If you’re a virtual currency millionaire in China, some potentially bad news: you won’t be able to use that virtual dough to purchase goods and services in the real-world.
In an effort to stave off the ills of virtual currency gone awry, the Ministry of Culture and the Ministry of Commerce jointly announced rules that lay out the ground rules for China’s virtual economy.
The rules are pretty simple:
The virtual currency, which is converted into real money at a certain exchange
rate, will only be allowed to trade in virtual goods and services provided by
its issuer, not real goods and services.
According to the Wall Street Journal, the definition of virtual currency adopted by Chinese officials “includes prepaid game cards, game currencies and game points…tools and weapons used to play games online are not included“.
The rules state that virtual currency shall only be used to purchase goods and services from the company that issued the virtual currency in the first place. It also provides some consumer protections; if a service is terminated, virtual currency issuers are supposed to refund the unused portion.
With nearly 300m internet users and billions of yuan in virtual currency traded last year, Chinese authorities believe they have good reason to regulate what is a nascent yet rapidly-growing market. Citing gambling and money laundering as problem areas, the Ministry of Commerce website noted Chinese internet expert Cui Ran’s statement that the government’s goal is to “nip illegal online activities in the bud“. Ran also stated that these new regulations will help prevent virtual currency markets from eventually having a negative impact on real financial markets, which could become more likely over time due to “increasing conversions between virtual and real money“.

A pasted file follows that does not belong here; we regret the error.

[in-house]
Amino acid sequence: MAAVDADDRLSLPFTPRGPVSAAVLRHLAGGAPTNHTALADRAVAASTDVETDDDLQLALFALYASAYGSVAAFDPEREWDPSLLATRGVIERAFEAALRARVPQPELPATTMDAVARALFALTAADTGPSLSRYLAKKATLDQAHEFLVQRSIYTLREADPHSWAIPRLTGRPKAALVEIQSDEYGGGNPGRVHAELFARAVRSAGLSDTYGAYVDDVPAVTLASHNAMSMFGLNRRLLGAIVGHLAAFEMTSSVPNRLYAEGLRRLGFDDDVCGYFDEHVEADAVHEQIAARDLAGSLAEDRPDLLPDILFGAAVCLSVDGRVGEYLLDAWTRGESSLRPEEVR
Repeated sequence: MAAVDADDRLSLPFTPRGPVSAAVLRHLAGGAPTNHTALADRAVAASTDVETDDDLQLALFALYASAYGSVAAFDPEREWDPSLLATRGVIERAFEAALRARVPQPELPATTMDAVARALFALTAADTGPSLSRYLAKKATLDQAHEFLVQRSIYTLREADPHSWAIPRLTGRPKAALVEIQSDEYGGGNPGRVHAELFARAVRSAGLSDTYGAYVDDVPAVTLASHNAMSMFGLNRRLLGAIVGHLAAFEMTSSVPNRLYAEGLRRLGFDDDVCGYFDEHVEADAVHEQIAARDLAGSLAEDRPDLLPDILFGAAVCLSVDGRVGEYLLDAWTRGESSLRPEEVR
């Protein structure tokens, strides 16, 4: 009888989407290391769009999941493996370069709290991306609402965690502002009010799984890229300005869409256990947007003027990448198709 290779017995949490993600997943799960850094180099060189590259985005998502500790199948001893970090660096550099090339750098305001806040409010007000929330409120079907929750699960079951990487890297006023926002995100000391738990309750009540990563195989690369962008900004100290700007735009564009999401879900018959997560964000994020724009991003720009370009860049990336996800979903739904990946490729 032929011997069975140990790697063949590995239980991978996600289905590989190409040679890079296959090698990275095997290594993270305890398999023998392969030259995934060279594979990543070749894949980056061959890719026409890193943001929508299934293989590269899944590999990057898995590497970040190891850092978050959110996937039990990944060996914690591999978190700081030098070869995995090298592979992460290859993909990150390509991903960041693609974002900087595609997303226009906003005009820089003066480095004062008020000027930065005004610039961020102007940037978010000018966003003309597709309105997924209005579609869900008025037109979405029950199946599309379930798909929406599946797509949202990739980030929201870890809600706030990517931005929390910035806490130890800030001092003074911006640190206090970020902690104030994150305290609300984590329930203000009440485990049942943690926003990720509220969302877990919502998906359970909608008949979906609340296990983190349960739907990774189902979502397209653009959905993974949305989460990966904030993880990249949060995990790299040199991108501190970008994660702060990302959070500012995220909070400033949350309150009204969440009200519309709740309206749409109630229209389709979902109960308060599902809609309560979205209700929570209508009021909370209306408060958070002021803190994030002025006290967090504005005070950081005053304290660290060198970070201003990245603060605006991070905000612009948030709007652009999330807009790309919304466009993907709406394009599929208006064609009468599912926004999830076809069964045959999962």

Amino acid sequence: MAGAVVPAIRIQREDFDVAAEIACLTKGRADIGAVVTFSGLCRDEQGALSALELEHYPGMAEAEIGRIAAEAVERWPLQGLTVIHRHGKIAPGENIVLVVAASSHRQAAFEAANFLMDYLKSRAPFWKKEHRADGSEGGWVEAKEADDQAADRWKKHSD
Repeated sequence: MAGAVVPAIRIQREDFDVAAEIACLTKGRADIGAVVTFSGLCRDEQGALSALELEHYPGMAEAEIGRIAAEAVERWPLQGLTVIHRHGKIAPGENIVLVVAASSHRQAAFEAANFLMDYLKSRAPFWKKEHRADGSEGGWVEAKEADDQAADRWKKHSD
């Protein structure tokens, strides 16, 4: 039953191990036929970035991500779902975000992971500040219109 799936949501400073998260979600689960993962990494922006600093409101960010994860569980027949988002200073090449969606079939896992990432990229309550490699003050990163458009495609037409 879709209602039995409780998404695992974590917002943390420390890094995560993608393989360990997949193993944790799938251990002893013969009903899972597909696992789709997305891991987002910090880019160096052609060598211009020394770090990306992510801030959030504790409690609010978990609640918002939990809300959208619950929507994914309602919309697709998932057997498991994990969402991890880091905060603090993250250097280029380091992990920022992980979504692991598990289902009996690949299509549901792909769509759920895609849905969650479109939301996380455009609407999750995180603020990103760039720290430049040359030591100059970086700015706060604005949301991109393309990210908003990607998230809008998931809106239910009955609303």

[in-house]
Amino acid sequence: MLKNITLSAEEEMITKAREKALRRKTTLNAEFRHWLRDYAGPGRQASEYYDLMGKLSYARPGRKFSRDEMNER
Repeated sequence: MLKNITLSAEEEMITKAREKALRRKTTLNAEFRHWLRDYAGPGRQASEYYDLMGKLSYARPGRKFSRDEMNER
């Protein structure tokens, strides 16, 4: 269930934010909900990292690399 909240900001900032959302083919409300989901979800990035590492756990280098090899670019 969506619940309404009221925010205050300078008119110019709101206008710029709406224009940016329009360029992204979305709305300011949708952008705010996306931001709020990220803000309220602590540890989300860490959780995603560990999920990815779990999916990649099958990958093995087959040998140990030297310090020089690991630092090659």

So how will this affect Chinese companies that rely on virtual currency?
Tencent, Inc. is a publicly-traded Chinese internet company that generates over $1bn/year in revenue, much of it from virtual goods and QQ coins, the virtual currency that is used to purchase those virtual goods. It apparently supports the regulation, as do other companies in the space. One could, however, argue that these companies have little choice but to go along.
The question now is whether other countries will follow China’s lead. While it’s unclear whether such regulations are really necessary and whether they’ll be successful in practice, I think the idea that consumer protections should exist for virtual economies is a good one and Chinese authorities may prove to be wise for considering the impact of virtual currency conversions.
Photo credit: Philip Jägenstedt via Flickr.